You can always cook a turkey and dressing any day of the year if you want leftovers, there is no rule that says it has to be on that day! The point is to do whatever you need to do to enjoy the time with your people.
If you feel like skipping the cooking and cleaning, you should go out and have fun. However, the food served at a typical Thanksgiving dinner is quite inexpensive. I'm sure it costs less than an ordinary dinner party. Paying restaurant prices for that kind of food is silly, in a way. Maybe getting the food to go from an upscale grocery is a good compromise.
I have to say, I've only had dinner out once in my life and I didn't care for it. We were in New Orleans and the food was great, but I felt robbed by not having any left overs or any of the classic, comfort dishes that I grew up with.
Same thing when I go over to someone's house for Thanksgiving. I've taken to at least roasting a turkey breast and stuffing even if we're not hosting Thanksgiving -- just for the left overs.
For a small group, moderation is the key. You don't necessarily have to have a HUGE feast with 10 different sides, pick your 2-3 faves and go from there.
It all depends upon what you want from the holiday. We used to ALWAYS do thanksgiving and christmas dinner at my grandmother's house, with everything home-cooked. However, my grandmother is now 94 years old, and while for a few years we continued with the tradition despite her being too frail to help with the cooking, the production of getting the house ready for a big dinner is too much for her now, even with help. The option of having another family member take over the meal is not very realistic at this point, since it is also hard for my grandmother to travel, and the nearest family member that could easily handle the meal involves an overnight stay for grandma.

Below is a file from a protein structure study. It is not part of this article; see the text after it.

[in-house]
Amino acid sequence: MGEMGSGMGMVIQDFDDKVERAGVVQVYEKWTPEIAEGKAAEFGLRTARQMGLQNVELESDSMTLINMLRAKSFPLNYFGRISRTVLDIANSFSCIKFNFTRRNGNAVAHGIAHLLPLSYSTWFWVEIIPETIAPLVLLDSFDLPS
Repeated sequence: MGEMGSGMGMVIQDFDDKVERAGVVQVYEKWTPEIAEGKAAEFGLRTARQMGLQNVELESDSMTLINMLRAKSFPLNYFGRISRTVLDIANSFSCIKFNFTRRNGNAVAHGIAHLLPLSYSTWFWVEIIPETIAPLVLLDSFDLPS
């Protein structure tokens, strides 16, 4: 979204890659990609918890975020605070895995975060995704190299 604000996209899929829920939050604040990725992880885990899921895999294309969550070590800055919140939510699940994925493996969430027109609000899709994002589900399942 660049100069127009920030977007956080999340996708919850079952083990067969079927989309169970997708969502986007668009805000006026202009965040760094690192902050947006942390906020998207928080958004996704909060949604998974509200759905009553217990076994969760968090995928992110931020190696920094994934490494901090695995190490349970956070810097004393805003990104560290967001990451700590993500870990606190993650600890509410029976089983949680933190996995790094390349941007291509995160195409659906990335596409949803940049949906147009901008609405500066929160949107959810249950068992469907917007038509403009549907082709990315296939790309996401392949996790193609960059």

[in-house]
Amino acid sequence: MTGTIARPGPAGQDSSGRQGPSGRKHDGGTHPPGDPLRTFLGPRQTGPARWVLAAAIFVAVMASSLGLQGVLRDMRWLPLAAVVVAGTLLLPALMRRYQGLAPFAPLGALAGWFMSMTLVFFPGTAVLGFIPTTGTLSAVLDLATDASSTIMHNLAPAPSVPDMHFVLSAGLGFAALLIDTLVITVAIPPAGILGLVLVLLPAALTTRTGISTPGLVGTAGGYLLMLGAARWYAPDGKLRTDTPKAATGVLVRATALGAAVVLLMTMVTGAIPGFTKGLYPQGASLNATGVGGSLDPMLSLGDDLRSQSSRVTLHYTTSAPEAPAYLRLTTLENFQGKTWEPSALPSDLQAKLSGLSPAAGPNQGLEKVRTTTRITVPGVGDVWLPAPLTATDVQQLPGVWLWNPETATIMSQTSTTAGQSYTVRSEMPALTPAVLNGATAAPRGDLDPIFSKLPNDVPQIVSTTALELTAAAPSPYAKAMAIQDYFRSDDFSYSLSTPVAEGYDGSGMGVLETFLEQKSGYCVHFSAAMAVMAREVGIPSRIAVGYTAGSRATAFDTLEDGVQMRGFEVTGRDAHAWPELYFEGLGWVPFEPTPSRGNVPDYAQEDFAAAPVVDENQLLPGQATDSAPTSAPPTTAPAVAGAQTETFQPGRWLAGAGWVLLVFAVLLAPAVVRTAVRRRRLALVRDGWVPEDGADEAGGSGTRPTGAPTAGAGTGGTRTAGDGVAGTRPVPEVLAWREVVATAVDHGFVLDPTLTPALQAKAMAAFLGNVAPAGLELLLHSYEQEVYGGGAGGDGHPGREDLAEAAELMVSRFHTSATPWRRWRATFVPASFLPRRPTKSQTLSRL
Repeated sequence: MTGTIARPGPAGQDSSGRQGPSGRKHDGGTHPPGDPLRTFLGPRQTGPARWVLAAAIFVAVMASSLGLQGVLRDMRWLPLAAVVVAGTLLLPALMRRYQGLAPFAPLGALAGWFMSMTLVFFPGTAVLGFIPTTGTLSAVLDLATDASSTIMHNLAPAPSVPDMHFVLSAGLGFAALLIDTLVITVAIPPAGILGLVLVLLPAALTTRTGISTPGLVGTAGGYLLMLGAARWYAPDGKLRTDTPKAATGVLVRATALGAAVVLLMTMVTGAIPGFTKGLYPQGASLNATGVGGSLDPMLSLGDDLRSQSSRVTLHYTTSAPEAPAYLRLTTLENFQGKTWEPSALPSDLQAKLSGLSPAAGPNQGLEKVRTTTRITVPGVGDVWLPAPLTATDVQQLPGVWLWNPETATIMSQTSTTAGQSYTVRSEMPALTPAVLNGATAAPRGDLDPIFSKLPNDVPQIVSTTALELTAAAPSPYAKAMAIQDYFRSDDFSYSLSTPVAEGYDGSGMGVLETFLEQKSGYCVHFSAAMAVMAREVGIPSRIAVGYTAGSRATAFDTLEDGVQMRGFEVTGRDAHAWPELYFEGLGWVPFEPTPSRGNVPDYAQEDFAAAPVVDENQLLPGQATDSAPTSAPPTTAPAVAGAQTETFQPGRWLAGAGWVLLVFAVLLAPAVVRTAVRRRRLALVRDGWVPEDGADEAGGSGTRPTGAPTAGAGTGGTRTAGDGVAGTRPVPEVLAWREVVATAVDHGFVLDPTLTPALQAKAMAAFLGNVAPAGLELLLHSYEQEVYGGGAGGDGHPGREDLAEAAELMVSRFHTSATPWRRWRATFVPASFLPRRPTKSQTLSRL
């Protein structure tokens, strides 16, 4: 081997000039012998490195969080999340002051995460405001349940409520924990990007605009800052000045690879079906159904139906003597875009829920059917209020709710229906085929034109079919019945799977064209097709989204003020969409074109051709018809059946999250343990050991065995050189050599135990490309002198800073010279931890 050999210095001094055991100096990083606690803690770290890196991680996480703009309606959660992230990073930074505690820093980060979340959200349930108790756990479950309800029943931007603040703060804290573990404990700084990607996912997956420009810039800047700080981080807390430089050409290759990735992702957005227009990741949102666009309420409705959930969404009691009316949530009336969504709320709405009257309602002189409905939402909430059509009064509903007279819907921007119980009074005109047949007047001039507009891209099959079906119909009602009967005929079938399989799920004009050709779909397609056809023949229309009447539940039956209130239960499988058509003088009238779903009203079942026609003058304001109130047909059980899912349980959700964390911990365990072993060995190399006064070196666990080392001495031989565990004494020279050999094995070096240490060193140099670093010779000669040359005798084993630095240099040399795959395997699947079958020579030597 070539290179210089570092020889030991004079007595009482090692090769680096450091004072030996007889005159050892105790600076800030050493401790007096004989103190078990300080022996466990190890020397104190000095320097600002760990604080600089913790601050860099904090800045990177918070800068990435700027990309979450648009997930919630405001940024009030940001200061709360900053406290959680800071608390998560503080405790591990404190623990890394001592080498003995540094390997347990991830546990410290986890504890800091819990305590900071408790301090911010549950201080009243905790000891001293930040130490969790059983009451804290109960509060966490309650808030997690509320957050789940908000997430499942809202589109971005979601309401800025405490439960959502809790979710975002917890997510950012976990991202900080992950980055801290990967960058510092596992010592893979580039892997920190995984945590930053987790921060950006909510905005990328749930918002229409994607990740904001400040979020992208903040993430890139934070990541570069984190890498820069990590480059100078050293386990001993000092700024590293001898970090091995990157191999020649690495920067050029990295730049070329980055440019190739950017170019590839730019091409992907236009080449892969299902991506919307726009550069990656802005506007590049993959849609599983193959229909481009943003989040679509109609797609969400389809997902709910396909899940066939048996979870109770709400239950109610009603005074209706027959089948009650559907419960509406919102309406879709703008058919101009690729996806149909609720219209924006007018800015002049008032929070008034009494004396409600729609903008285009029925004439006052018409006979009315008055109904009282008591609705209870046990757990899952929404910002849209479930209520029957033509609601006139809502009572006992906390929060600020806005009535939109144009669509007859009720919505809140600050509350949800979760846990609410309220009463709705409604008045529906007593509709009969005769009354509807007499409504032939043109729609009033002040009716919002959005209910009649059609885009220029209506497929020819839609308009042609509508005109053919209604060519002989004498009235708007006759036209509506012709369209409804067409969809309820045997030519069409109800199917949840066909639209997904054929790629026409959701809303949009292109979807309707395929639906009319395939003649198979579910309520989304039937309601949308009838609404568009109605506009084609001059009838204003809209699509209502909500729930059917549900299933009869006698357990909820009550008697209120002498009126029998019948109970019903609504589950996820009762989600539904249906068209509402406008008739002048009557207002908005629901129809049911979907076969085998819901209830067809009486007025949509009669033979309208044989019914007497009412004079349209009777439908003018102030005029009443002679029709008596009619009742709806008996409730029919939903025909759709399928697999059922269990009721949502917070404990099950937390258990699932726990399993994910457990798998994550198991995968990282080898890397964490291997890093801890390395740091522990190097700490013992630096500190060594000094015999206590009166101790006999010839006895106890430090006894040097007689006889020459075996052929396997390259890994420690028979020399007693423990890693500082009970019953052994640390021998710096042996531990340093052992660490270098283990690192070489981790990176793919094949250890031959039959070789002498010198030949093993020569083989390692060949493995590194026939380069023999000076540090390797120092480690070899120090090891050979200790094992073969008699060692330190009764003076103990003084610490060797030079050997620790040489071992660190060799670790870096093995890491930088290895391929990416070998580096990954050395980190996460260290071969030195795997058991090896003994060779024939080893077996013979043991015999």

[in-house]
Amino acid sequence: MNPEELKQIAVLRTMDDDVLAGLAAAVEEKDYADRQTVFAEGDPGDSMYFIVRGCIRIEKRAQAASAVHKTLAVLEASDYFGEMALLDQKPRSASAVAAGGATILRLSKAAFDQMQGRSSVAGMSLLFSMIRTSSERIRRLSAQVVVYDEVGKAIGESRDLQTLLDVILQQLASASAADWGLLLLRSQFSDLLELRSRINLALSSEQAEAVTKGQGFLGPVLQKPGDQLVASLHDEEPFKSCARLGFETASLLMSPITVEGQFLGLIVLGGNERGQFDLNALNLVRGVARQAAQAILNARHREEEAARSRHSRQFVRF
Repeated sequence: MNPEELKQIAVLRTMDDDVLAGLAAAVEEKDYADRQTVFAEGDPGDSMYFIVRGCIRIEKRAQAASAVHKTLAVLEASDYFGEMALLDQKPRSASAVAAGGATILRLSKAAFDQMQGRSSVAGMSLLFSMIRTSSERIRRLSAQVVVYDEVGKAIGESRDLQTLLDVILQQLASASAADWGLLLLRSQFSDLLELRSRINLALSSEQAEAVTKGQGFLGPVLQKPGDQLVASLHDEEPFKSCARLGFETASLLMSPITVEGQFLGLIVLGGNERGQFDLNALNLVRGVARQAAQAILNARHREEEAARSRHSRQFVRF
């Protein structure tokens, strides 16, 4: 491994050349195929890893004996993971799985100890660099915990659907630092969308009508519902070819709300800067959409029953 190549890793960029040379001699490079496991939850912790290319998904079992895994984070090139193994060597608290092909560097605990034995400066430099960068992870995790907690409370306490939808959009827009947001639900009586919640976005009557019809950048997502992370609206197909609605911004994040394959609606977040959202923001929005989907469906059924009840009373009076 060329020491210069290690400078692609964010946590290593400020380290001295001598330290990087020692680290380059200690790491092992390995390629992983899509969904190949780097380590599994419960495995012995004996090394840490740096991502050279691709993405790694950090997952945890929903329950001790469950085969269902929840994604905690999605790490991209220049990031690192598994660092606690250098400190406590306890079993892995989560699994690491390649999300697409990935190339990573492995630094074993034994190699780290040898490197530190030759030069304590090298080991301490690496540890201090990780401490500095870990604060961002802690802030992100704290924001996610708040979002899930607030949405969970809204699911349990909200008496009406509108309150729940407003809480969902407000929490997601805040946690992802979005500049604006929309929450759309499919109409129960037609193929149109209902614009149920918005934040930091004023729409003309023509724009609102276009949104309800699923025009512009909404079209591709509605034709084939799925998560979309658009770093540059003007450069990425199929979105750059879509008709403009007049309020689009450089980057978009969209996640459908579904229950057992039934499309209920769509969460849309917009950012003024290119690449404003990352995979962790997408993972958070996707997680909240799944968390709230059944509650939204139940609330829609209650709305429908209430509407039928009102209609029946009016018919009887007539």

So, we all still come to her, but now we go out for dinner. We've done it the past few years, and everyone likes the new tradition. For one, there are NO DISHES. For two, despite the predominance of people who preferred turkey and all the trimmings for thanksgiving dinner, there were those rebels in our family who were bored with the same menu year after year. Now everyone can order what they want, be it turkey, duck, ham or prime rib. Finally, we all came to the conclusion that by FAR the most important part of the holiday was being together with family, which is served just as well by a restaurant meal than a gathering at home. The value that you put on the meal itself is really subjective; in our case, we have a reliable and nice place to have dinner, so the quality of the meal is never in question, and nobody really minds the price.
I suggest dining at a restaurant you love, and not one that is serving only a Thanksgiving-style meal on that day, unless it's their specialty. As others mentioned, it's likely to be overbooked and underwhelming.